9 MRI session 1: Subjects were positioned in the MRI scanner, a pulse oximeter was attached to a subjects left index finger to assess heart rate and a transducer was placed around the chest to gauge respiration rate. Noxious thermal stimuli were delivered to the right calf. The heat condition consisted of alternating patterns of 49 and 35 degrees C with 12 second durations at each temperature for 5 mins and 55 seconds total. The neutral series consisted of only 35 degrees C for 5 mins and 55 seconds. After each series, subjects evaluation of pain intensity and unpleasantness was acquired with the VAS scale. In this session four functional series (two heat, two neutral) were separated by a structural acquisition scan. In the first half of the experiment, subjects were instructed to keep their eyes closed and restrict movement (rest). After the image was obtained, they were instructed to meditate by focusing on breathing (ATB)

10 Mindfulness based mental training: Mindfulness based mental training was performed in four separate, 20 minute sessions conducted by a facilitator with over 10 years of experience Subjects were taught to focus on the changing sensations of the breath. They were also taught that discursive thoughts were to be acknowledged without affective reaction and to let go by redirecting their focus back on breath sensations. In sessions 3 and 4, sounds of the MRI scanner were introduced to the subjects to familiarize them with the MRI environment

11 MRI session 2: Occurred after successful completion of meditation training Session consisted of eight function series (four heat, four neutral). After completion of the first four rest series (reduce eye movement and close eyes) subjects were again instructed to meditate by focusing on the changing sensations of the breath at which point the anatomical scan was conducted. Subjects continued to meditate across blocks of noxious stimulation and pain ratings were again assessed after each block.

12 Results Before meditation training: There was no change in pain intensity when subjects attended to their breathing There was no significantly greater brain activation when focusing on breath as contrasted to the rest condition, however there was significantly greater default-mode- related brain activation (medial PFC )in the rest condition compared with the ATB condition suggesting they were actively engaged in a cognitive task when instructed to focus on breath sensations When compared with neutral stimulation, pain related brain activity was detected in the ACC, bilateral insula, secondary Somatasensory cortex (SII) and SI corresponding to the noxious thermal stimulation on the leg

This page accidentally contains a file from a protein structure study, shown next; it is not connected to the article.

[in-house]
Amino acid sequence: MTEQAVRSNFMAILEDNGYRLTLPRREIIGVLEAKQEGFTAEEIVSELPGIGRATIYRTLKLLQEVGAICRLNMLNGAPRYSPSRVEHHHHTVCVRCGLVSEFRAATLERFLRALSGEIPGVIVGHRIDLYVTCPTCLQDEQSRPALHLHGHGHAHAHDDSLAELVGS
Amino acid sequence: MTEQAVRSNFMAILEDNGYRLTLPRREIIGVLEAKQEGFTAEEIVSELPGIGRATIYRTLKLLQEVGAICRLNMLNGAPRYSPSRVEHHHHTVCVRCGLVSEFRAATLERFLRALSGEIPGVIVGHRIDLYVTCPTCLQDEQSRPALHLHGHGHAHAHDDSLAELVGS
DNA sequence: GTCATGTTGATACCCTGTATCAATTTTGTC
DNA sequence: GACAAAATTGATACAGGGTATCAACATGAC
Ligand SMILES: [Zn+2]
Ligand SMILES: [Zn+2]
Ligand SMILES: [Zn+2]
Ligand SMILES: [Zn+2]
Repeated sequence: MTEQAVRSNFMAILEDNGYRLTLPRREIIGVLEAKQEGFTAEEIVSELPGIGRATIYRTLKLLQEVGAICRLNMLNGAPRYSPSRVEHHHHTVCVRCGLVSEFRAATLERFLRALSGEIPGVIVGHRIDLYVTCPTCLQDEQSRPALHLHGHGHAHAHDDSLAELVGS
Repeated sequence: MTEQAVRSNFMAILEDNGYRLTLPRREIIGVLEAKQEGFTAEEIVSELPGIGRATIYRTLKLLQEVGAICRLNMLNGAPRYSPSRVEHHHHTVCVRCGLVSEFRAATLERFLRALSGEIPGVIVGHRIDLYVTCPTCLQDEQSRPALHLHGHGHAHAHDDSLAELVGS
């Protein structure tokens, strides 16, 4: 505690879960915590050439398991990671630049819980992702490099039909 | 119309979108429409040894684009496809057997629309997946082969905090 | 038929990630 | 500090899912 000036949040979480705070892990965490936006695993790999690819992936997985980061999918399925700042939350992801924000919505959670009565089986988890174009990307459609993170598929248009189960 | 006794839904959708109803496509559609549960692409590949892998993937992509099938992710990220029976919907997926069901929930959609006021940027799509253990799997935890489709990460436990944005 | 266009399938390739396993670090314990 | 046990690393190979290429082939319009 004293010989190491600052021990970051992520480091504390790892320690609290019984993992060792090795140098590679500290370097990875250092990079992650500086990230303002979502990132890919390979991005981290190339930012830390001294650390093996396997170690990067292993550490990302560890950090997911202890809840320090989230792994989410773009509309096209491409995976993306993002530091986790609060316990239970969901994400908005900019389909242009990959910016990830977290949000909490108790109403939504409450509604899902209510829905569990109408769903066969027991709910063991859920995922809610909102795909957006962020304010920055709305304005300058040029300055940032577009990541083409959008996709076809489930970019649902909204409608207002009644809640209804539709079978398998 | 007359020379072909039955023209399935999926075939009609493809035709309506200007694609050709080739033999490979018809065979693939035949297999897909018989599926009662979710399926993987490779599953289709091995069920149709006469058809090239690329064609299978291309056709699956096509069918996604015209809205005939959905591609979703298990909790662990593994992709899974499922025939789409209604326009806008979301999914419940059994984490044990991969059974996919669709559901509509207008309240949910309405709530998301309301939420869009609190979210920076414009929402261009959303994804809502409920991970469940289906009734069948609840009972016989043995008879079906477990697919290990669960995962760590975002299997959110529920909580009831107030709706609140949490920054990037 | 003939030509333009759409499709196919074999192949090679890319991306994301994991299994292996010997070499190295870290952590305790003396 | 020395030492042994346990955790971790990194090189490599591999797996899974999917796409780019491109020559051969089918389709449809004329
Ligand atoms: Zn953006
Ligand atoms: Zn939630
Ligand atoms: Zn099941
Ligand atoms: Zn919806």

13 Post meditation training/MRI 2: Meditation produced a 40% reduction in VAS pain intensity ratings compared with rest. Pain intensity ratings were lower in MRI session 2 compared with MRI session 1. Meditation also significantly reduced pain unpleasantness ratings by 57% Meditation related brain activity: Meditating produced bilateral activation of the posterior insula, secondary somatosensory cortex (SII), anterior insula, and the anterior cingulate cortex which are associated with the cognitive modulation of pain (these areas were also activated when compared with neutral stimulation)

14 Somatosensory cortex activation corresponding to the stimulation site significantly decreased during mediation when compared with rest Individuals with the greatest reductions in pain intensity ratings exhibited the largest meditation induced activation of the right anterior insula and bilateral anterior cingulate cortex Individuals with the greatest reductions in pain unpleasantness ratings exhibited the greatest activation of the orbitofrontal cortex and the greatest deactivation of the thalamus After meditation training, brain activity was more pronounced in the frontal pole, thalamus, medial prefrontal cortex, and the anterior cingulate cortex compared with before training

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16 Discussion: In the present investigation, meditation reduced all subject’s pain intensity and unpleasantness ratings with decreases ranging from 11 to 70% and 20 to 93% respectively. Meditation related pain relief was directly related to brain regions associated with the cognitive modulation of pain providing unique insights into the manner that mediation alters the subjective experience of pain.

17 Meditation reduces pain through multiple brain mechanisms 1) Significantly reduced pain related afferent processing in the somatosensory cortex 2) The magnitude of decreased pain intensity ratings was associated with anterior cingulate cortex and right anterior insula activation 3) Orbitofrontal cortex activation was associated with decreases in pain unpleasantness ratings- may reflect altered executive level reappraisals to consciously process reward and hedonic experiences (meditation directly improves mood and positive mood reduces pain ratings)